State v. Hendrickson

S
                           NOT DESIGNATED FOR PUBLICATION

                                              No. 122,931

               IN THE COURT OF APPEALS OF THE STATE OF KANSAS

                                           STATE OF KANSAS,
                                               Appellee,

                                                    v.

                                       JEFFREY HENDRICKSON,
                                             Appellant.


                                    MEMORANDUM OPINION

        Appeal from Reno District Court; DANIEL D. GILLIGAN, magistrate judge. Opinion filed April 23,
2021. Affirmed.


        Shannon S. Crane, of Hutchinson, for appellant.


        Valerie D. Hansen, assistant district attorney, Thomas Stanton, district attorney, and Derek
Schmidt, attorney general, for appellee.


Before ARNOLD-BURGER, C.J., POWELL and CLINE, JJ.


        PER CURIAM: Jeffrey Hendrickson appeals his conviction of violation of a
protection from abuse (PFA) order. He argues there was insufficient evidence to establish
he "knowingly" violated the PFA order, one of the requirements for conviction under
K.S.A. 2019 Supp. 21-5924(a)(1). Since the record reveals sufficient evidence to support
Hendrickson's conviction, we affirm.




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                        FACTUAL AND PROCEDURAL BACKGROUND


       In August 2019, the district court held a hearing on Meghan Hendrickson's petition
for a PFA order against her ex-husband, Hendrickson. Hendrickson was present at the
hearing. The court granted Meghan a final PFA order against Hendrickson, which also
protected their two common children, C.H. and A.H. A provision in the PFA order
prohibited Hendrickson from entering the children's school premises. The PFA order was
effective from August 2, 2019, to August 2, 2020. The deputy clerk served Hendrickson
with a copy of the PFA order on August 5, 2019, by jail mail.


       On September 5, 2019, Meghan and her sister, Sarah, attended A.H.'s volleyball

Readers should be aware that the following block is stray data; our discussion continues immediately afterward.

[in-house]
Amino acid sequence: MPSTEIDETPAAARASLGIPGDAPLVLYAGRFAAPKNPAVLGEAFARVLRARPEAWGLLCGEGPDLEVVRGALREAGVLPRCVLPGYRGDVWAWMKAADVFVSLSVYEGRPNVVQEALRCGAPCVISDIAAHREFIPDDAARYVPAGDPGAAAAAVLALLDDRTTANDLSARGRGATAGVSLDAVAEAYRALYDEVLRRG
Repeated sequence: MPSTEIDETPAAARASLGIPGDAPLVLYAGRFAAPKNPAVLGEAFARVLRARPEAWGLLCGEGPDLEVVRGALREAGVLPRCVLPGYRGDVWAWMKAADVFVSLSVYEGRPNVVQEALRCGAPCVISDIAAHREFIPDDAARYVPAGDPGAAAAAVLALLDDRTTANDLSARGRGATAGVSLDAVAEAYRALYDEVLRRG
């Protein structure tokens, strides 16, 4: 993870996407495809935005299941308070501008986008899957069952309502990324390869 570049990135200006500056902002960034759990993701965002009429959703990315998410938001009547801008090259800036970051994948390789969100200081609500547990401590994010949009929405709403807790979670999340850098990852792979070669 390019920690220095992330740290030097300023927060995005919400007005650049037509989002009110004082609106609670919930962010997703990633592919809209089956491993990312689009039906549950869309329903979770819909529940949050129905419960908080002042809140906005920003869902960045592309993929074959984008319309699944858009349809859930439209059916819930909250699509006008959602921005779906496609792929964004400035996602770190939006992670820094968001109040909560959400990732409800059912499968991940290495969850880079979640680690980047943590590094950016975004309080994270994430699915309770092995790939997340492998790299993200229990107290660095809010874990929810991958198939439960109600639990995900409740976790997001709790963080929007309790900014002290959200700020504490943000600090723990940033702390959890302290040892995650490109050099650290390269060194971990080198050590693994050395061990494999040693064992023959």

game at her middle school. They noticed Hendrickson was also in attendance, so Sarah
contacted the police to report Hendrickson's violation of the PFA order. Hendrickson was
arrested and charged with one count of violation of a protective order, a class A person
misdemeanor, in violation of K.S.A. 2019 Supp. 21-5924(a)(1), (b)(1).


       At Hendrickson's bench trial, both Sarah and Meghan testified about
Hendrickson's presence on school grounds at the volleyball game. One of the arresting
officers, Officer Wesley Vaughn, testified about his communication with Hendrickson at
the scene. Officer Vaughn testified that when he told Hendrickson he was going to have
to arrest him because he violated the PFA order, Hendrickson said it was worth getting
arrested to see his daughter again. Hendrickson did not testify at the hearing, nor did he
present any evidence.


       At the conclusion of the bench trial, the district court found Hendrickson guilty of
violating the PFA. In making its ruling, the court took judicial notice of the PFA order
and noted it had been duly served. The district court then sentenced Hendrickson to 12
months of probation with an underlying 12-month jail sentence.



                                             2
       Hendrickson timely appeals.


                                         ANALYSIS

       Hendrickson argues there was insufficient evidence to support his conviction.
Specifically, he argues the evidence failed to show that he knowingly violated the PFA
order, which is required for conviction of violation of a protective order under K.S.A.
2020 Supp. 21-5924(a)(1).


       When the sufficiency of the evidence is challenged in a criminal case, we review
"'the evidence in a light most favorable to the State to determine whether a rational
factfinder could have found the defendant guilty beyond a reasonable doubt.'" State v.
Rosa, 

304 Kan. 429

, 432-33, 

371 P.3d 915

(2016). We do not reweigh evidence, resolve
evidentiary conflicts, or make witness credibility determinations. State v. Chandler, 

307
Kan. 657

, 668, 

414 P.3d 713

(2018).


       We review convictions arising from bench trials and those arising from jury trials
using the same standards on appeal. State v. Kendall, 

300 Kan. 515

, 523, 

331 P.3d 763

(2014). When the conviction arises from a bench trial, the question on appeal is whether